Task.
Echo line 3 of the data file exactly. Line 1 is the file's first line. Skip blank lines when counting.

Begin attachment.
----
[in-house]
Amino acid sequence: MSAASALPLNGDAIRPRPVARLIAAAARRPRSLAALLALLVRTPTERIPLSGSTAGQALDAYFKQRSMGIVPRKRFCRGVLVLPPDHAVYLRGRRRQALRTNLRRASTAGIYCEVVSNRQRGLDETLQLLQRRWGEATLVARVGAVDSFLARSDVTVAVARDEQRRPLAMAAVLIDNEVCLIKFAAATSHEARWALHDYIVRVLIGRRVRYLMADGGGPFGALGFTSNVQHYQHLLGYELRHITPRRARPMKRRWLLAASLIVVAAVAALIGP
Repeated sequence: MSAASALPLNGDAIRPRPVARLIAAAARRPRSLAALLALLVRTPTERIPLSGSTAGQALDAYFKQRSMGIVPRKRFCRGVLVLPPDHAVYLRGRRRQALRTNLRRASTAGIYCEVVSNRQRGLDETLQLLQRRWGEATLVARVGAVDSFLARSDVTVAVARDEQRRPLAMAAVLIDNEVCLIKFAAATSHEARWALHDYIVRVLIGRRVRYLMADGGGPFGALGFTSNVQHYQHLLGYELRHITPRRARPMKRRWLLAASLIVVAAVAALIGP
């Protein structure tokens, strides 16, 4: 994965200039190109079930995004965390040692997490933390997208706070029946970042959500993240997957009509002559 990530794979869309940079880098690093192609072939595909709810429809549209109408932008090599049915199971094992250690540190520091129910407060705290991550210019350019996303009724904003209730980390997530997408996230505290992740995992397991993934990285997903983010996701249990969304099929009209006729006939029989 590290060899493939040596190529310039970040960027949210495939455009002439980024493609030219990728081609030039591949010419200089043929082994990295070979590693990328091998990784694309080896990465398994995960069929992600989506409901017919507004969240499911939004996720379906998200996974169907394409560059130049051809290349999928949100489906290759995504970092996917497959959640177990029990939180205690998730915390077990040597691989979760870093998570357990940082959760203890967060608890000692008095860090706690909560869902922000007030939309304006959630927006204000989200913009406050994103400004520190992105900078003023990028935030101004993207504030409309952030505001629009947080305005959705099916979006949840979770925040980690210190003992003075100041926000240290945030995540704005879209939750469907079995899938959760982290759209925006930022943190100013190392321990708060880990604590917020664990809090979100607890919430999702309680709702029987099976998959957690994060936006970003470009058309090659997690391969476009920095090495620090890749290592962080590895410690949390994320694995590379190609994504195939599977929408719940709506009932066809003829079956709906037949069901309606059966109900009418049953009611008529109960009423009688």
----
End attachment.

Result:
Repeated sequence: MSAASALPLNGDAIRPRPVARLIAAAARRPRSLAALLALLVRTPTERIPLSGSTAGQALDAYFKQRSMGIVPRKRFCRGVLVLPPDHAVYLRGRRRQALRTNLRRASTAGIYCEVVSNRQRGLDETLQLLQRRWGEATLVARVGAVDSFLARSDVTVAVARDEQRRPLAMAAVLIDNEVCLIKFAAATSHEARWALHDYIVRVLIGRRVRYLMADGGGPFGALGFTSNVQHYQHLLGYELRHITPRRARPMKRRWLLAASLIVVAAVAALIGP